Elective waiting list breaks new record
12/06/2023by Rob Findlay
The English NHS fought a losing battle to keep up with elective demand in April, as the referral-to-treatment (RTT) waiting list reached a new record size of 7.4 million patient pathways. The Prime Minister’s New Year pledge that “NHS waiting lists will fall” remains out of reach.
Most of that waiting list (6.3 million) have not yet reached diagnosis and decision to admit, and I estimate that includes about 26,800 patients who will eventually turn out to have cancer. They are not protected by the cancer waiting time targets because their cancer is not yet suspected, so they face the typical wait of 43.9 weeks to diagnosis and decision (up from 43.3 weeks in March), which is far too long when that diagnosis turns out to be cancer or another urgent condition.
Although outpatient waiting times (and hence waits to diagnosis) are rightly a focus for NHS England, the targets in this area are focused on something different: eliminating 65 week RTT waits by March 2024, and then 52 week waits a year later (after the next general election). New analysis for HSJ shows why these targets will be much tougher than the recently-missed target to eliminate 78 week waits, and you can see how your local services compare by clicking through the points on this map to the underlying analysis.
In the following discussion, all figures come from NHS England. For analysis of waiting times performance at a particular organisation, visit our reports page, or our map of the latest elective waiting times across England.
Demand, measured by patients starting new waiting time ‘clocks’, remained at pre-pandemic levels in April.
Non-admitted clock stops, which broadly represent those patients who left the waiting list because they were discharged from clinic or removed administratively, remained slightly above pre-pandemic levels.
The lion’s share of the RTT waiting list is at the outpatients and diagnostics stages of the pathway: 6.3 million out of the total 7.4 million. The net result of pre-pandemic demand, and only slightly above pre-pandemic non-admitted activity, was that this part of the waiting list grew, and (as we will see below) waiting times from referral to diagnosis and decision grew accordingly. It is this part of the waiting list that I estimate includes 26,845 patients who have unsuspected cancer.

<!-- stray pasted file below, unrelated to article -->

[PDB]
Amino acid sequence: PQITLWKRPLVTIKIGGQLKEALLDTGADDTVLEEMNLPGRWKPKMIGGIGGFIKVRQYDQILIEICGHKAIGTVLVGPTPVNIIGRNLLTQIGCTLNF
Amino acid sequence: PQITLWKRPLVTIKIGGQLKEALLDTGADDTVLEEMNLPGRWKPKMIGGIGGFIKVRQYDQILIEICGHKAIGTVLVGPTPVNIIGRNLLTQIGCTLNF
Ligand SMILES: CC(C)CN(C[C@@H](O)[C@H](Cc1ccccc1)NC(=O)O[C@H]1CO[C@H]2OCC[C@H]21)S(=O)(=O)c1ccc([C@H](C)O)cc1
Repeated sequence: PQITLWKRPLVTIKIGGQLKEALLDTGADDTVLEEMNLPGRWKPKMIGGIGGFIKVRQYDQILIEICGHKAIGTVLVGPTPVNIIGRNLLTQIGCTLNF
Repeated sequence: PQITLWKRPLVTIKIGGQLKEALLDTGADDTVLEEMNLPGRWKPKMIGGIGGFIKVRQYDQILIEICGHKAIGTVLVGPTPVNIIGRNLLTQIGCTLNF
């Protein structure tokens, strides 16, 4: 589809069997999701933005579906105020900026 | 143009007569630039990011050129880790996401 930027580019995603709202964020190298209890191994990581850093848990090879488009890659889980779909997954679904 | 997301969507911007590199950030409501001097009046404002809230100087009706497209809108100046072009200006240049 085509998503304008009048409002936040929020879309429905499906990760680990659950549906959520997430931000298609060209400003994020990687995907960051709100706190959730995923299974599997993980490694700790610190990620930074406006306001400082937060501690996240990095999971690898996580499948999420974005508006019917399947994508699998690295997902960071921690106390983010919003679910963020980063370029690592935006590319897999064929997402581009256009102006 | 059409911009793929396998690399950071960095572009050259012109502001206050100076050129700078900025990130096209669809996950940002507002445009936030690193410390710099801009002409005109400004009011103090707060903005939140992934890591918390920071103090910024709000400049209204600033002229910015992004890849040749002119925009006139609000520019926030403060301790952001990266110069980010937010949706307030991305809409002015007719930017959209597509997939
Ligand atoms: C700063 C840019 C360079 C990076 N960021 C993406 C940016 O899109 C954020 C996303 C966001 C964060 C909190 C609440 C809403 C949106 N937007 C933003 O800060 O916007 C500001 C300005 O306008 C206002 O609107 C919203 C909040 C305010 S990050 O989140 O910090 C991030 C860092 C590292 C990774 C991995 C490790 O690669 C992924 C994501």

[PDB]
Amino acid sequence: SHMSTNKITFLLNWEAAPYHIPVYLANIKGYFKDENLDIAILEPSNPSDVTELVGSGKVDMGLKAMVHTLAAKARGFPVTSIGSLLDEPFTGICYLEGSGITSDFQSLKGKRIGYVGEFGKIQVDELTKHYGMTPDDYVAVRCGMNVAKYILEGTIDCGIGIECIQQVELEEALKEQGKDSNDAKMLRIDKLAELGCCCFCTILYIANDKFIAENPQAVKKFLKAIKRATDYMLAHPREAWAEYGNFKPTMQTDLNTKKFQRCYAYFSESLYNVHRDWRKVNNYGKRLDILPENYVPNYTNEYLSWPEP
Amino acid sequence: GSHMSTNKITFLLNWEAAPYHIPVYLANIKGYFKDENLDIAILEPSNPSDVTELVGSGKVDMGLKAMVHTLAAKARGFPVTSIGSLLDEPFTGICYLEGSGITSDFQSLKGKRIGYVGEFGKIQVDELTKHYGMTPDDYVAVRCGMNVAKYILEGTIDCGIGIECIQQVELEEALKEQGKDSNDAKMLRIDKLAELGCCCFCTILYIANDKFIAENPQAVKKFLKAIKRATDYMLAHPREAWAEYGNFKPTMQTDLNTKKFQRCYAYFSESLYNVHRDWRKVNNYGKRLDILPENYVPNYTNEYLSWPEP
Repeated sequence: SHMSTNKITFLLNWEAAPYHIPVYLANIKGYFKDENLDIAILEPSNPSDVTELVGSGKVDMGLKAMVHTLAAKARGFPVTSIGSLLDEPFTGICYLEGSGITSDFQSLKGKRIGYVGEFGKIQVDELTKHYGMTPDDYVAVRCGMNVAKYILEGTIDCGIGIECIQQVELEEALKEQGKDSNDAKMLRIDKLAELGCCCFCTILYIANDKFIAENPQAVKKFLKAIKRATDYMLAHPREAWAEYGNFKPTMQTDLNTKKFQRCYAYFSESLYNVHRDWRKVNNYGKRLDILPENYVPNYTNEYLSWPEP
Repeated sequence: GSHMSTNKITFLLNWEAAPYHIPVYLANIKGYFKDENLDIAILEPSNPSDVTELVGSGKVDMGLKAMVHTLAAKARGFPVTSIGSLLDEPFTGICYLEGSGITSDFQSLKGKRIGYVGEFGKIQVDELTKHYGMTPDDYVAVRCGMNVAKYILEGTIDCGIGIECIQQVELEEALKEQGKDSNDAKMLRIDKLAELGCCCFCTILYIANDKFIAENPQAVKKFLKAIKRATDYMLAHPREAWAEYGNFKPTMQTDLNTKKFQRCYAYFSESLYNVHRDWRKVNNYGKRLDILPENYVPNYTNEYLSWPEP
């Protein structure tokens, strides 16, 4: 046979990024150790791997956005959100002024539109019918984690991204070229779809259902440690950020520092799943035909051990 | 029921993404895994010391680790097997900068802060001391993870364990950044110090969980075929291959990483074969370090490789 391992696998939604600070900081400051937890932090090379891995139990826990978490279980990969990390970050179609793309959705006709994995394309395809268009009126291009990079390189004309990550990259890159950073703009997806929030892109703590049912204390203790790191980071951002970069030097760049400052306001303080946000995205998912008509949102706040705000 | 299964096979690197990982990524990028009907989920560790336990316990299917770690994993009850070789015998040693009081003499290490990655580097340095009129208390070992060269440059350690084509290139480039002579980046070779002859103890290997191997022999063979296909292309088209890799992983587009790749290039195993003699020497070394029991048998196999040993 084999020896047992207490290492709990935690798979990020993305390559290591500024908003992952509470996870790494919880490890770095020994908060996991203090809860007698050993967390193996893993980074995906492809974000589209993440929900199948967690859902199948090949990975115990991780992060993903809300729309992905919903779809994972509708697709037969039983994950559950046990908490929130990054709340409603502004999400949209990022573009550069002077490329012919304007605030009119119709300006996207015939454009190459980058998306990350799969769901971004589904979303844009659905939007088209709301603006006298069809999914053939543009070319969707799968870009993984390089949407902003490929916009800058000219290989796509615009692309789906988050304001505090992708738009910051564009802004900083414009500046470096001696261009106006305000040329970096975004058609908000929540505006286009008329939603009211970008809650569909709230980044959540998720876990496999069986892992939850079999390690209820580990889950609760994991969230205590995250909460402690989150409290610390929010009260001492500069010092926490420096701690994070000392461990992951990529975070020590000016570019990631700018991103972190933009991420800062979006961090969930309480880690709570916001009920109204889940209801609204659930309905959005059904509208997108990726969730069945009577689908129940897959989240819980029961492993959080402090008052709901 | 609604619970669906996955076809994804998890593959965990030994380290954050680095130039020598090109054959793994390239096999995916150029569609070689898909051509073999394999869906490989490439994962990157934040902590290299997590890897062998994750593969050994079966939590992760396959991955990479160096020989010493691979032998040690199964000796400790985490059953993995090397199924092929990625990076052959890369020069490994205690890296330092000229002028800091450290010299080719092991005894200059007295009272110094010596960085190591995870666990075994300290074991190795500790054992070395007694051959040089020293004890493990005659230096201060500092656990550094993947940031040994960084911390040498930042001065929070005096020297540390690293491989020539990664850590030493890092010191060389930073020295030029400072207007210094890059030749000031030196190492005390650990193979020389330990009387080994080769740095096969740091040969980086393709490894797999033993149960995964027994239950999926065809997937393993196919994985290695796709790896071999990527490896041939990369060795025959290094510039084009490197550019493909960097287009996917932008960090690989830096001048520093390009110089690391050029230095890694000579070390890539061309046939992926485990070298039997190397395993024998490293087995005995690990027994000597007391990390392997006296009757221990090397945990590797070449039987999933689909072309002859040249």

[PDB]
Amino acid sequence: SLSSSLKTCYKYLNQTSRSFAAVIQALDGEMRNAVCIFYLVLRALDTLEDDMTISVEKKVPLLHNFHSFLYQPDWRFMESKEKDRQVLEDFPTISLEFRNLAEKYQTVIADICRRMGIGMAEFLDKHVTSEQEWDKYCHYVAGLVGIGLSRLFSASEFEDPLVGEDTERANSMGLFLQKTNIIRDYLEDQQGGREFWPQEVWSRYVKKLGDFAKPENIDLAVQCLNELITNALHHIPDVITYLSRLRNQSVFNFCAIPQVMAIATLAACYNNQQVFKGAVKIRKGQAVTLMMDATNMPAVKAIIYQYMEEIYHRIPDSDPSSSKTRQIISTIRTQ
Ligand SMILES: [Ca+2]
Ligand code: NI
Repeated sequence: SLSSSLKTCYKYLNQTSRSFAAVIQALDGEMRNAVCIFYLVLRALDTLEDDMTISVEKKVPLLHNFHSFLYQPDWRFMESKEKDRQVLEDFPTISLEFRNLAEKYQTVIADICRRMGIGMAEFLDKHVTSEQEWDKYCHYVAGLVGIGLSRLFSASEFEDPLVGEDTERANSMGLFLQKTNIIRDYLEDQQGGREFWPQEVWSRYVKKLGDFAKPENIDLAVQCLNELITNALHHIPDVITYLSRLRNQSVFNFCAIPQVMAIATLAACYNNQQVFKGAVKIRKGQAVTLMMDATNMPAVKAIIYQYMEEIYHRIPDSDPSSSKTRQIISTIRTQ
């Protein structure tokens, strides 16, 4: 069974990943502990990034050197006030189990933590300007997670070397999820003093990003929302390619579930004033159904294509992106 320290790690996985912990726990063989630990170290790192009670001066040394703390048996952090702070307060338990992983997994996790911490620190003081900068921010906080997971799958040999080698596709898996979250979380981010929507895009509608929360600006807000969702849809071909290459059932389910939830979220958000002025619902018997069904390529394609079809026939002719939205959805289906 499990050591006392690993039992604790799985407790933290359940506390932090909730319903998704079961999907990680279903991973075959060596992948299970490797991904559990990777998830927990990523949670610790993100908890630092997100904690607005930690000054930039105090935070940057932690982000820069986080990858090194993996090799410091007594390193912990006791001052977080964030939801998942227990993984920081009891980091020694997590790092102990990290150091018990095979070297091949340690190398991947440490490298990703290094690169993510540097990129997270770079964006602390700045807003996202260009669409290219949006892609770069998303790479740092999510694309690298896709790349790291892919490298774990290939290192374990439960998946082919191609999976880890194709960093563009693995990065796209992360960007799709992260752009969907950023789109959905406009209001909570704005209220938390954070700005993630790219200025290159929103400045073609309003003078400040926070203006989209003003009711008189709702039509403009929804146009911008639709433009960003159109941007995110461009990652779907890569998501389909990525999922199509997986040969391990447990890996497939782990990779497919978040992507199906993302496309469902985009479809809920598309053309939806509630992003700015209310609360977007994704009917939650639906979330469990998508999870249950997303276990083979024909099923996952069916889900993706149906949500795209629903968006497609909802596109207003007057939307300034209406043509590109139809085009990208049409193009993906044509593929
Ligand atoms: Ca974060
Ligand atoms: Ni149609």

Looking now at patients who do have a decision to admit, we find they continued to be admitted for treatment at lower than pre-pandemic rates.
The overall effect on the total RTT waiting list was that it grew to a new record 7.4 million patient pathways. The red triangle below shows that the list would need to roughly halve before 18 weeks would be achievable again.
With the waiting list growing, waiting times continued to creep up as well. This is in breach of the legislation which still requires 92 per cent of the waiting list to be within 18 weeks.
The shape of the waiting list, which is indicated by the index below, remains relatively poor. This is largely caused by the wide variation in waiting times across the country.
While the very longest waits come down in response to the RTT targets, shorter waiting specialties have been steadily deteriorating as waiting times converge. This shows how the underlying pressures on waiting times are still building in many areas, and progress towards eliminating 104 and 78 week waits does not imply progress towards the targets to eliminate 65 and 52 week waits.
As my separate analysis of the targets to eliminate ultra long waits shows, those specialties where 92 per cent of the list extends beyond 42 weeks will tend to struggle to eliminate all waits above 65 weeks. The chart below shows the distribution of waiting times for over two thousand local specialties at trusts across England, and there are a lot above 42 weeks.
Referral-to-treatment data up to the end of May is due out at 9:30am on Thursday 13th July.Return to Post Index